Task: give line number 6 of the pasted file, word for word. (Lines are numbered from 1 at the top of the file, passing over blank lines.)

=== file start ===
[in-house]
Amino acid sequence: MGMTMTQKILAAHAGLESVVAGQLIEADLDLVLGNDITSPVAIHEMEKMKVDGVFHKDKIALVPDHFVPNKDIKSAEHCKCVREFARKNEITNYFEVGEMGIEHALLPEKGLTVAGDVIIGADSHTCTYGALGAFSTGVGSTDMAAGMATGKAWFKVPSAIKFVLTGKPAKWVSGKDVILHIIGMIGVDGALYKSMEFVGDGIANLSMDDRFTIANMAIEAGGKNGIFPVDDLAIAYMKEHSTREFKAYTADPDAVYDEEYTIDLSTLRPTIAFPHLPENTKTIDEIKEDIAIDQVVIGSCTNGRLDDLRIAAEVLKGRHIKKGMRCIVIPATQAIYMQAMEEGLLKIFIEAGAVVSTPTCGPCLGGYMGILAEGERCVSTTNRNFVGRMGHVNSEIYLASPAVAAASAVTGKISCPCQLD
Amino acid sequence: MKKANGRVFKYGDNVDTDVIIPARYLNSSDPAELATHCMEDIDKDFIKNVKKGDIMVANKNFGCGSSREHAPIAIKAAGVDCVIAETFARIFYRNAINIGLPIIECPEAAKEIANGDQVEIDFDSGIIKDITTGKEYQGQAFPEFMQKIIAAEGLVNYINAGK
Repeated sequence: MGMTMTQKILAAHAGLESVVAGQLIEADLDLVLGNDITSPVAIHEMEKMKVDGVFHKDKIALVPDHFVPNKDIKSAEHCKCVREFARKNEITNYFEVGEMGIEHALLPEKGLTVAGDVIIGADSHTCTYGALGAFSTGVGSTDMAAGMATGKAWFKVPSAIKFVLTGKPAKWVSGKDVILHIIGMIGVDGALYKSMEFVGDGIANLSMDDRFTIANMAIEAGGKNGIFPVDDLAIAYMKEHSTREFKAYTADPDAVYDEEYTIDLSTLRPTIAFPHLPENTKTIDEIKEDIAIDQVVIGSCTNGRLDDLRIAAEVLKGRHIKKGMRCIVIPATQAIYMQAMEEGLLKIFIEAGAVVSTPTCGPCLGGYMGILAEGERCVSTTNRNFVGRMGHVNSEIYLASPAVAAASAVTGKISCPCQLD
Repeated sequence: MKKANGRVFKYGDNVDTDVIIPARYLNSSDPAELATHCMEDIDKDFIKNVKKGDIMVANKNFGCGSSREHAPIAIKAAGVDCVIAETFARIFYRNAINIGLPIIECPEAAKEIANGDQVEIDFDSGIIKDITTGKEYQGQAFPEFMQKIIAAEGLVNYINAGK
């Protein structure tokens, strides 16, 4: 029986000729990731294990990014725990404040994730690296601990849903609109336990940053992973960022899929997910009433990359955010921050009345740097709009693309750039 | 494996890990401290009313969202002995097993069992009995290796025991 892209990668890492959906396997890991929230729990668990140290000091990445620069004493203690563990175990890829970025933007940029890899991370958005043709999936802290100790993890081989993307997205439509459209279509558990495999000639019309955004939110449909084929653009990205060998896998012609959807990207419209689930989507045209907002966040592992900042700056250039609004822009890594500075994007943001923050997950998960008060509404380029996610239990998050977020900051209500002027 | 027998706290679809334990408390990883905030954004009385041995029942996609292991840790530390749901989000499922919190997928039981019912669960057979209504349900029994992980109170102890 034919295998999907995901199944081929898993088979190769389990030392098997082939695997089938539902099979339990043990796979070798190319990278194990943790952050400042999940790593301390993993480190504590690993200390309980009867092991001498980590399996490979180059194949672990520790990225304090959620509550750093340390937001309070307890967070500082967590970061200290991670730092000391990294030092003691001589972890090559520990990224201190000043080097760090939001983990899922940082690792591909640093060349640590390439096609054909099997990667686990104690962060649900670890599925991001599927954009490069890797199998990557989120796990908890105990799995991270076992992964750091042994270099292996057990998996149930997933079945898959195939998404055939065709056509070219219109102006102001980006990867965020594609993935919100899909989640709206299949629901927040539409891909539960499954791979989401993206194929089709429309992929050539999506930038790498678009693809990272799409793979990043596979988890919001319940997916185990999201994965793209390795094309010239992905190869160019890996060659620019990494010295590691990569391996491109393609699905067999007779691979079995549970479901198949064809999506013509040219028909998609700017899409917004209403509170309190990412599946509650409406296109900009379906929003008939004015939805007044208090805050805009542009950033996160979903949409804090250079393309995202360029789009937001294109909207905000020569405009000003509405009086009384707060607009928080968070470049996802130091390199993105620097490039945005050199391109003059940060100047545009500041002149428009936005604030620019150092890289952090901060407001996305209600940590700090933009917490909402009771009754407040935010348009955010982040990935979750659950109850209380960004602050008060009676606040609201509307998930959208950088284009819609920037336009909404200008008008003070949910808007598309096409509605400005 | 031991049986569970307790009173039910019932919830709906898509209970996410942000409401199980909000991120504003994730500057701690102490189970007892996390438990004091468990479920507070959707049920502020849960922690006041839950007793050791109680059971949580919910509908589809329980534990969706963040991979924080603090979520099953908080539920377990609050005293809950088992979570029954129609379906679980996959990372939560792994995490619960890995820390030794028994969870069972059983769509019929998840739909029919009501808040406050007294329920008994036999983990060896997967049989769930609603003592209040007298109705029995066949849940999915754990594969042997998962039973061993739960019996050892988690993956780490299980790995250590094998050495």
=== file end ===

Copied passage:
């Protein structure tokens, strides 16, 4: 029986000729990731294990990014725990404040994730690296601990849903609109336990940053992973960022899929997910009433990359955010921050009345740097709009693309750039 | 494996890990401290009313969202002995097993069992009995290796025991 892209990668890492959906396997890991929230729990668990140290000091990445620069004493203690563990175990890829970025933007940029890899991370958005043709999936802290100790993890081989993307997205439509459209279509558990495999000639019309955004939110449909084929653009990205060998896998012609959807990207419209689930989507045209907002966040592992900042700056250039609004822009890594500075994007943001923050997950998960008060509404380029996610239990998050977020900051209500002027 | 027998706290679809334990408390990883905030954004009385041995029942996609292991840790530390749901989000499922919190997928039981019912669960057979209504349900029994992980109170102890 034919295998999907995901199944081929898993088979190769389990030392098997082939695997089938539902099979339990043990796979070798190319990278194990943790952050400042999940790593301390993993480190504590690993200390309980009867092991001498980590399996490979180059194949672990520790990225304090959620509550750093340390937001309070307890967070500082967590970061200290991670730092000391990294030092003691001589972890090559520990990224201190000043080097760090939001983990899922940082690792591909640093060349640590390439096609054909099997990667686990104690962060649900670890599925991001599927954009490069890797199998990557989120796990908890105990799995991270076992992964750091042994270099292996057990998996149930997933079945898959195939998404055939065709056509070219219109102006102001980006990867965020594609993935919100899909989640709206299949629901927040539409891909539960499954791979989401993206194929089709429309992929050539999506930038790498678009693809990272799409793979990043596979988890919001319940997916185990999201994965793209390795094309010239992905190869160019890996060659620019990494010295590691990569391996491109393609699905067999007779691979079995549970479901198949064809999506013509040219028909998609700017899409917004209403509170309190990412599946509650409406296109900009379906929003008939004015939805007044208090805050805009542009950033996160979903949409804090250079393309995202360029789009937001294109909207905000020569405009000003509405009086009384707060607009928080968070470049996802130091390199993105620097490039945005050199391109003059940060100047545009500041002149428009936005604030620019150092890289952090901060407001996305209600940590700090933009917490909402009771009754407040935010348009955010982040990935979750659950109850209380960004602050008060009676606040609201509307998930959208950088284009819609920037336009909404200008008008003070949910808007598309096409509605400005 | 031991049986569970307790009173039910019932919830709906898509209970996410942000409401199980909000991120504003994730500057701690102490189970007892996390438990004091468990479920507070959707049920502020849960922690006041839950007793050791109680059971949580919910509908589809329980534990969706963040991979924080603090979520099953908080539920377990609050005293809950088992979570029954129609379906679980996959990372939560792994995490619960890995820390030794028994969870069972059983769509019929998840739909029919009501808040406050007294329920008994036999983990060896997967049989769930609603003592209040007298109705029995066949849940999915754990594969042997998962039973061993739960019996050892988690993956780490299980790995250590094998050495």